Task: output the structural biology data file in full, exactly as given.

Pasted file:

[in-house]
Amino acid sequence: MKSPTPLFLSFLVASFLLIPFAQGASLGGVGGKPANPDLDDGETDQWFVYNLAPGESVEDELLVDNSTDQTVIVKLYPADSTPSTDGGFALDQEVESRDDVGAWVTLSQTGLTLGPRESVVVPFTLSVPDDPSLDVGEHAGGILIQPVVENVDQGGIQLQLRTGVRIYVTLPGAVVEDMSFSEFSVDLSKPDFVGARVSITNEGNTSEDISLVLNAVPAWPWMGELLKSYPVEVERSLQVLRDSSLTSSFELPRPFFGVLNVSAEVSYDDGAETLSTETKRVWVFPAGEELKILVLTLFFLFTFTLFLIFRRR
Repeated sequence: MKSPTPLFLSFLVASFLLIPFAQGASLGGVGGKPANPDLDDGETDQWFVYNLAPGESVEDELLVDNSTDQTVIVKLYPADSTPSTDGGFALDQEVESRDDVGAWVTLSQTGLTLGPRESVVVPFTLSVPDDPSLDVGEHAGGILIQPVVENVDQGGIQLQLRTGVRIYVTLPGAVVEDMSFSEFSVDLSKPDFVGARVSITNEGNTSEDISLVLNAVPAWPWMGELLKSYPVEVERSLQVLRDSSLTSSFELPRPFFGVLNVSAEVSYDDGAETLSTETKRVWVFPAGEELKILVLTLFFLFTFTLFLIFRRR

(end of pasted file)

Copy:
[in-house]
Amino acid sequence: MKSPTPLFLSFLVASFLLIPFAQGASLGGVGGKPANPDLDDGETDQWFVYNLAPGESVEDELLVDNSTDQTVIVKLYPADSTPSTDGGFALDQEVESRDDVGAWVTLSQTGLTLGPRESVVVPFTLSVPDDPSLDVGEHAGGILIQPVVENVDQGGIQLQLRTGVRIYVTLPGAVVEDMSFSEFSVDLSKPDFVGARVSITNEGNTSEDISLVLNAVPAWPWMGELLKSYPVEVERSLQVLRDSSLTSSFELPRPFFGVLNVSAEVSYDDGAETLSTETKRVWVFPAGEELKILVLTLFFLFTFTLFLIFRRR
Repeated sequence: MKSPTPLFLSFLVASFLLIPFAQGASLGGVGGKPANPDLDDGETDQWFVYNLAPGESVEDELLVDNSTDQTVIVKLYPADSTPSTDGGFALDQEVESRDDVGAWVTLSQTGLTLGPRESVVVPFTLSVPDDPSLDVGEHAGGILIQPVVENVDQGGIQLQLRTGVRIYVTLPGAVVEDMSFSEFSVDLSKPDFVGARVSITNEGNTSEDISLVLNAVPAWPWMGELLKSYPVEVERSLQVLRDSSLTSSFELPRPFFGVLNVSAEVSYDDGAETLSTETKRVWVFPAGEELKILVLTLFFLFTFTLFLIFRRR